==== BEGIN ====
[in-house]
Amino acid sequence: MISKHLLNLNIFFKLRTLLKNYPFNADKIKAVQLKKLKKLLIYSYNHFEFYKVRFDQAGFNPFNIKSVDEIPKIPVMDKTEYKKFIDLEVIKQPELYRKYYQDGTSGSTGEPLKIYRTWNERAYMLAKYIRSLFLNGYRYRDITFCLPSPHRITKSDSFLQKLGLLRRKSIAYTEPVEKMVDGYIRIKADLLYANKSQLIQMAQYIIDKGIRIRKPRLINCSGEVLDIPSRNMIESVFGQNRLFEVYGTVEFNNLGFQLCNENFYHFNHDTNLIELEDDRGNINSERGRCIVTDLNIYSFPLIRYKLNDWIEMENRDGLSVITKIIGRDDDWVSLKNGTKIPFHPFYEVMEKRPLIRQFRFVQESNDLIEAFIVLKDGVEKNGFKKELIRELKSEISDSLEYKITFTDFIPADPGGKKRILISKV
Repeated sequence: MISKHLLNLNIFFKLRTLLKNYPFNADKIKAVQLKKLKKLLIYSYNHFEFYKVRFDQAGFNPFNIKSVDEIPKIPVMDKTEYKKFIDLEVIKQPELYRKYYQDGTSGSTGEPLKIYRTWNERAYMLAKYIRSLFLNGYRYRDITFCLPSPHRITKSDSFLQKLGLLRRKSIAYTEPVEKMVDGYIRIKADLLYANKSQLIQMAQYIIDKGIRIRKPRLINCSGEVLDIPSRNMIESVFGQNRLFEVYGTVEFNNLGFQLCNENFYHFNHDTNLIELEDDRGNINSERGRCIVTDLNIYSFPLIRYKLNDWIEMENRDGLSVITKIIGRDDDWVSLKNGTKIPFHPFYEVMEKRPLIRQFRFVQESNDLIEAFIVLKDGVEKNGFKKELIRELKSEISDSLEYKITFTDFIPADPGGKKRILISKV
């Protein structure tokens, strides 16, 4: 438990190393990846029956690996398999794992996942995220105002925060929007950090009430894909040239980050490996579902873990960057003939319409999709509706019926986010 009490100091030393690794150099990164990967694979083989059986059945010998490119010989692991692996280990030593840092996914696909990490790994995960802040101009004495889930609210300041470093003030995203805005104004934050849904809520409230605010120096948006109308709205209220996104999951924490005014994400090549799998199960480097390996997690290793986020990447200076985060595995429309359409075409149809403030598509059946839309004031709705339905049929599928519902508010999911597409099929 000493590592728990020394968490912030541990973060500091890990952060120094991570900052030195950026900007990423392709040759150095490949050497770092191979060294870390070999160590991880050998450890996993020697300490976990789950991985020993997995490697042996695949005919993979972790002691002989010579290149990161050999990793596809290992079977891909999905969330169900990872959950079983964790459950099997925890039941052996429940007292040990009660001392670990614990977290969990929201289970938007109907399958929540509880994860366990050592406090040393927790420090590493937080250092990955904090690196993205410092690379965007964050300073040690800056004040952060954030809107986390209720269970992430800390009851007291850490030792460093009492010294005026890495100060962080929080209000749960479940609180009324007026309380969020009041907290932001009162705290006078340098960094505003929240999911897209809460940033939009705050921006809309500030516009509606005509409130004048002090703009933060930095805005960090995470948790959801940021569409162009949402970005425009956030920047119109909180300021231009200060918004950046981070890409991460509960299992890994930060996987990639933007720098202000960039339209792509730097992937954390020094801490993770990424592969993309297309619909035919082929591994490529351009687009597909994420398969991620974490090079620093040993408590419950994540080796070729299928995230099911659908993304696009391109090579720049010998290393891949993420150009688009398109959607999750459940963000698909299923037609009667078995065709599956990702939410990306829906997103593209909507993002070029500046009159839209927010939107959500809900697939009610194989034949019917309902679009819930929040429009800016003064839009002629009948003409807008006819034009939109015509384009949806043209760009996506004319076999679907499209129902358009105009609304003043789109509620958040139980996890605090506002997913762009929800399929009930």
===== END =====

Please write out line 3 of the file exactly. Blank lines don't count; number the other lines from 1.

Repeated sequence: MISKHLLNLNIFFKLRTLLKNYPFNADKIKAVQLKKLKKLLIYSYNHFEFYKVRFDQAGFNPFNIKSVDEIPKIPVMDKTEYKKFIDLEVIKQPELYRKYYQDGTSGSTGEPLKIYRTWNERAYMLAKYIRSLFLNGYRYRDITFCLPSPHRITKSDSFLQKLGLLRRKSIAYTEPVEKMVDGYIRIKADLLYANKSQLIQMAQYIIDKGIRIRKPRLINCSGEVLDIPSRNMIESVFGQNRLFEVYGTVEFNNLGFQLCNENFYHFNHDTNLIELEDDRGNINSERGRCIVTDLNIYSFPLIRYKLNDWIEMENRDGLSVITKIIGRDDDWVSLKNGTKIPFHPFYEVMEKRPLIRQFRFVQESNDLIEAFIVLKDGVEKNGFKKELIRELKSEISDSLEYKITFTDFIPADPGGKKRILISKV